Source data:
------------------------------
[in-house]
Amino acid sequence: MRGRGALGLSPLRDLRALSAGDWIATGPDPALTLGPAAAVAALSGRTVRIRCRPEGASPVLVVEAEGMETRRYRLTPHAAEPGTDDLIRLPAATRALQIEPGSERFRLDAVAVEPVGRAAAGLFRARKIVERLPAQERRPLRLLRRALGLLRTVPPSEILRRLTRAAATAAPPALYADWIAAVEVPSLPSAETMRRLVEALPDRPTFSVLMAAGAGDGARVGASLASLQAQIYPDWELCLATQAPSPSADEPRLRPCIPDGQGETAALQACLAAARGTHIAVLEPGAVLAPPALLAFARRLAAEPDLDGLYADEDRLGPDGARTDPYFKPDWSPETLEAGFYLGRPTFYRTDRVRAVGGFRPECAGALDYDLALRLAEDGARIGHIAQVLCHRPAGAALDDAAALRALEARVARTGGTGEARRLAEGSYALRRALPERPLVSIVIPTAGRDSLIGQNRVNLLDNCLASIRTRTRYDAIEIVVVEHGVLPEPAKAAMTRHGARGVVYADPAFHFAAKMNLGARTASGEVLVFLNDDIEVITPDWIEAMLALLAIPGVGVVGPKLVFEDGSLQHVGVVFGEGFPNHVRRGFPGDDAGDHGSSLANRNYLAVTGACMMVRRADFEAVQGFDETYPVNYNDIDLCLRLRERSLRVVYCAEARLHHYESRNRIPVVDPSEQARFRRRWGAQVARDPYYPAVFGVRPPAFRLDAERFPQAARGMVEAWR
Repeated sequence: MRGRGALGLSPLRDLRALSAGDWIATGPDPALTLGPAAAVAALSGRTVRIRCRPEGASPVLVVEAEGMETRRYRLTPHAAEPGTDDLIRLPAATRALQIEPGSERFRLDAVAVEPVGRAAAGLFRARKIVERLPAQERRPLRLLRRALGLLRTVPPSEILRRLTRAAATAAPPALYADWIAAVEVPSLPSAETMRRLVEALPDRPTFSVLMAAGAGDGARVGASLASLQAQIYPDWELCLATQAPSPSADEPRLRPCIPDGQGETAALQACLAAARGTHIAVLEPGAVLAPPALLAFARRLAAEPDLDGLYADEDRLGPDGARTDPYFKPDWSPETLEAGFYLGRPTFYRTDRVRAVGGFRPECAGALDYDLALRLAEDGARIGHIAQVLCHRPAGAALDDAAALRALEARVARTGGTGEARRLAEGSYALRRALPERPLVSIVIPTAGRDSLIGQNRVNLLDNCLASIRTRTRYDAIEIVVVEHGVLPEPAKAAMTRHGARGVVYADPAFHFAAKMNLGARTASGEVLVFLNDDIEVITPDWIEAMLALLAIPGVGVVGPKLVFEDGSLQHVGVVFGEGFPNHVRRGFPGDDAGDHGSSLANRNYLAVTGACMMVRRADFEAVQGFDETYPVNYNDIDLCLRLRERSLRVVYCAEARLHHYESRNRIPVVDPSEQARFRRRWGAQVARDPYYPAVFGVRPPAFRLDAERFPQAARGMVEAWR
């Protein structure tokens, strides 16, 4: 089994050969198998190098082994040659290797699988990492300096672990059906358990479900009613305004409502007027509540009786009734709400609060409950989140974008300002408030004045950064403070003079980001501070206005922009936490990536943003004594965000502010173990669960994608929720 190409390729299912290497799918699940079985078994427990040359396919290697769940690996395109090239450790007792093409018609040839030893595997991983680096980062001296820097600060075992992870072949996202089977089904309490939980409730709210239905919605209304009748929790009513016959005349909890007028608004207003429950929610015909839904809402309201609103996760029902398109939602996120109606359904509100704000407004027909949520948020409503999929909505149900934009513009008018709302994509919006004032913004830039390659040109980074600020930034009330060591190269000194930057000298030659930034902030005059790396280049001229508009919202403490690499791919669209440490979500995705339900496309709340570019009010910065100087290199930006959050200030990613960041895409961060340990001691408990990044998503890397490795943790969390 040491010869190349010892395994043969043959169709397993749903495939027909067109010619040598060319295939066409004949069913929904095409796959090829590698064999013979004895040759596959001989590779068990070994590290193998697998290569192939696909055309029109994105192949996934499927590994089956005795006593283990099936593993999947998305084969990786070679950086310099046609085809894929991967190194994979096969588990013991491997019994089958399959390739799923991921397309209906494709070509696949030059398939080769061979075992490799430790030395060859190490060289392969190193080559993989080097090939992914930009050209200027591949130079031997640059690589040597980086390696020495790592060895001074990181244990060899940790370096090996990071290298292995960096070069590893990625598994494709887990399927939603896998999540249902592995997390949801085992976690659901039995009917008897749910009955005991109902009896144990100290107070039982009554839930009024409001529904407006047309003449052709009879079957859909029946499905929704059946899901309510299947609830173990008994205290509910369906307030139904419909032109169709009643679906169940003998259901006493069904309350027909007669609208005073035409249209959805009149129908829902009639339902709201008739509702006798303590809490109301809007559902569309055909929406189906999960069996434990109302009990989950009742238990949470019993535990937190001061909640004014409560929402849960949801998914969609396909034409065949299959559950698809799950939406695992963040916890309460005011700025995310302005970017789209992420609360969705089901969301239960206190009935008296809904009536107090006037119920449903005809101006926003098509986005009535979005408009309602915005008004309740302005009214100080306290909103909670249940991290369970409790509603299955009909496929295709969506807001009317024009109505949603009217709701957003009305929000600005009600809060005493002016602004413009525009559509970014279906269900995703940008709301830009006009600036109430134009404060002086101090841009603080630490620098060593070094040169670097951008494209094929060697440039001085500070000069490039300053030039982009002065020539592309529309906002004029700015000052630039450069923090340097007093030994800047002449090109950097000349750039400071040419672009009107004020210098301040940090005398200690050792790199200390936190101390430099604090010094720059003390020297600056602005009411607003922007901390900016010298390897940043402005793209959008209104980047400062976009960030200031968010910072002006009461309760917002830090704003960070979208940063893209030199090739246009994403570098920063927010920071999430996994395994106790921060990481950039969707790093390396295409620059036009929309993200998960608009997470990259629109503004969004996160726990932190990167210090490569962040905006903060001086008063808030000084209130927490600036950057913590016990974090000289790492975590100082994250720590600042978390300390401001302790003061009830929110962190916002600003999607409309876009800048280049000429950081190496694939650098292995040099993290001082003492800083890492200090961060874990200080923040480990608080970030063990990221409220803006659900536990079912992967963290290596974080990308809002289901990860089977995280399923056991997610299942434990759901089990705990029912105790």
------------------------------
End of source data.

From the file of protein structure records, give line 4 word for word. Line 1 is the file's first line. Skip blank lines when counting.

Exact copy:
């Protein structure tokens, strides 16, 4: 089994050969198998190098082994040659290797699988990492300096672990059906358990479900009613305004409502007027509540009786009734709400609060409950989140974008300002408030004045950064403070003079980001501070206005922009936490990536943003004594965000502010173990669960994608929720 190409390729299912290497799918699940079985078994427990040359396919290697769940690996395109090239450790007792093409018609040839030893595997991983680096980062001296820097600060075992992870072949996202089977089904309490939980409730709210239905919605209304009748929790009513016959005349909890007028608004207003429950929610015909839904809402309201609103996760029902398109939602996120109606359904509100704000407004027909949520948020409503999929909505149900934009513009008018709302994509919006004032913004830039390659040109980074600020930034009330060591190269000194930057000298030659930034902030005059790396280049001229508009919202403490690499791919669209440490979500995705339900496309709340570019009010910065100087290199930006959050200030990613960041895409961060340990001691408990990044998503890397490795943790969390 040491010869190349010892395994043969043959169709397993749903495939027909067109010619040598060319295939066409004949069913929904095409796959090829590698064999013979004895040759596959001989590779068990070994590290193998697998290569192939696909055309029109994105192949996934499927590994089956005795006593283990099936593993999947998305084969990786070679950086310099046609085809894929991967190194994979096969588990013991491997019994089958399959390739799923991921397309209906494709070509696949030059398939080769061979075992490799430790030395060859190490060289392969190193080559993989080097090939992914930009050209200027591949130079031997640059690589040597980086390696020495790592060895001074990181244990060899940790370096090996990071290298292995960096070069590893990625598994494709887990399927939603896998999540249902592995997390949801085992976690659901039995009917008897749910009955005991109902009896144990100290107070039982009554839930009024409001529904407006047309003449052709009879079957859909029946499905929704059946899901309510299947609830173990008994205290509910369906307030139904419909032109169709009643679906169940003998259901006493069904309350027909007669609208005073035409249209959805009149129908829902009639339902709201008739509702006798303590809490109301809007559902569309055909929406189906999960069996434990109302009990989950009742238990949470019993535990937190001061909640004014409560929402849960949801998914969609396909034409065949299959559950698809799950939406695992963040916890309460005011700025995310302005970017789209992420609360969705089901969301239960206190009935008296809904009536107090006037119920449903005809101006926003098509986005009535979005408009309602915005008004309740302005009214100080306290909103909670249940991290369970409790509603299955009909496929295709969506807001009317024009109505949603009217709701957003009305929000600005009600809060005493002016602004413009525009559509970014279906269900995703940008709301830009006009600036109430134009404060002086101090841009603080630490620098060593070094040169670097951008494209094929060697440039001085500070000069490039300053030039982009002065020539592309529309906002004029700015000052630039450069923090340097007093030994800047002449090109950097000349750039400071040419672009009107004020210098301040940090005398200690050792790199200390936190101390430099604090010094720059003390020297600056602005009411607003922007901390900016010298390897940043402005793209959008209104980047400062976009960030200031968010910072002006009461309760917002830090704003960070979208940063893209030199090739246009994403570098920063927010920071999430996994395994106790921060990481950039969707790093390396295409620059036009929309993200998960608009997470990259629109503004969004996160726990932190990167210090490569962040905006903060001086008063808030000084209130927490600036950057913590016990974090000289790492975590100082994250720590600042978390300390401001302790003061009830929110962190916002600003999607409309876009800048280049000429950081190496694939650098292995040099993290001082003492800083890492200090961060874990200080923040480990608080970030063990990221409220803006659900536990079912992967963290290596974080990308809002289901990860089977995280399923056991997610299942434990759901089990705990029912105790």